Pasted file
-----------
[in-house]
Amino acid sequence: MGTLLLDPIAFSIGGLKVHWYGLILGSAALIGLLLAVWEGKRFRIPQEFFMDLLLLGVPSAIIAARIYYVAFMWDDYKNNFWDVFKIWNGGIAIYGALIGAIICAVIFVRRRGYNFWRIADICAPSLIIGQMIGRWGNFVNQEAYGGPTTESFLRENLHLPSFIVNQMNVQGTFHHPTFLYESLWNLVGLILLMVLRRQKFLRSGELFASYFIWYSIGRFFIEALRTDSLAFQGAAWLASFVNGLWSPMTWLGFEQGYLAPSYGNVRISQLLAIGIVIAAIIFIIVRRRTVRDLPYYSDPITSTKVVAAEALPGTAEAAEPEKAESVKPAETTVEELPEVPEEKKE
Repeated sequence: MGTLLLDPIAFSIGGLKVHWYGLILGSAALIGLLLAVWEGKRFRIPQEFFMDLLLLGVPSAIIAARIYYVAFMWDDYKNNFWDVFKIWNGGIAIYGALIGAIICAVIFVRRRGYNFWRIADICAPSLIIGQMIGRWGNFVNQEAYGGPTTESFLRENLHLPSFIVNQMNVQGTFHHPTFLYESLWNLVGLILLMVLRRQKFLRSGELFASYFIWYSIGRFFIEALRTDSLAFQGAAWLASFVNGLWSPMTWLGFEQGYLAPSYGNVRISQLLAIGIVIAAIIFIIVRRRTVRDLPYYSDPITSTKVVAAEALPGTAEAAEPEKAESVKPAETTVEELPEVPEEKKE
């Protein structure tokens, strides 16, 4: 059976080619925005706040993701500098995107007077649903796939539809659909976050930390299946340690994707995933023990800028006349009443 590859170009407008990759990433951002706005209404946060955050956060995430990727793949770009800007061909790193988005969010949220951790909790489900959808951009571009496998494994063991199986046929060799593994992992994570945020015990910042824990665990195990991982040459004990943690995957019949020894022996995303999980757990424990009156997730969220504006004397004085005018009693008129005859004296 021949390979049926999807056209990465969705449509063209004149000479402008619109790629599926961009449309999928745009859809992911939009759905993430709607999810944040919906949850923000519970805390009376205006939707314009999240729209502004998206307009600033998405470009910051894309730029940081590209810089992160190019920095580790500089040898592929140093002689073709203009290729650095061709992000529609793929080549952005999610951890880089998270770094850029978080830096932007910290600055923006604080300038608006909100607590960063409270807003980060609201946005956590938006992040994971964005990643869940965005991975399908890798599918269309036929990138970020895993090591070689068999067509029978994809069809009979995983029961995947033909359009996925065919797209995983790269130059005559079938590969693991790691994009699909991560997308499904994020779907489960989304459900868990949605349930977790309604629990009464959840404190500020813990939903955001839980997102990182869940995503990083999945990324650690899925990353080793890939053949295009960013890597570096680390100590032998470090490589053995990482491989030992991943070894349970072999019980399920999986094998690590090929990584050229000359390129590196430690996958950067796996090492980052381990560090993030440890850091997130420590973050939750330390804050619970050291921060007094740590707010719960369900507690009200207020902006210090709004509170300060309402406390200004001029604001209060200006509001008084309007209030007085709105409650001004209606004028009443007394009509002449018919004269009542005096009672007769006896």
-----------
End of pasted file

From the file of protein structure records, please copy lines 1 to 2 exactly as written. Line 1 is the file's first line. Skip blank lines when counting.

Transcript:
[in-house]
Amino acid sequence: MGTLLLDPIAFSIGGLKVHWYGLILGSAALIGLLLAVWEGKRFRIPQEFFMDLLLLGVPSAIIAARIYYVAFMWDDYKNNFWDVFKIWNGGIAIYGALIGAIICAVIFVRRRGYNFWRIADICAPSLIIGQMIGRWGNFVNQEAYGGPTTESFLRENLHLPSFIVNQMNVQGTFHHPTFLYESLWNLVGLILLMVLRRQKFLRSGELFASYFIWYSIGRFFIEALRTDSLAFQGAAWLASFVNGLWSPMTWLGFEQGYLAPSYGNVRISQLLAIGIVIAAIIFIIVRRRTVRDLPYYSDPITSTKVVAAEALPGTAEAAEPEKAESVKPAETTVEELPEVPEEKKE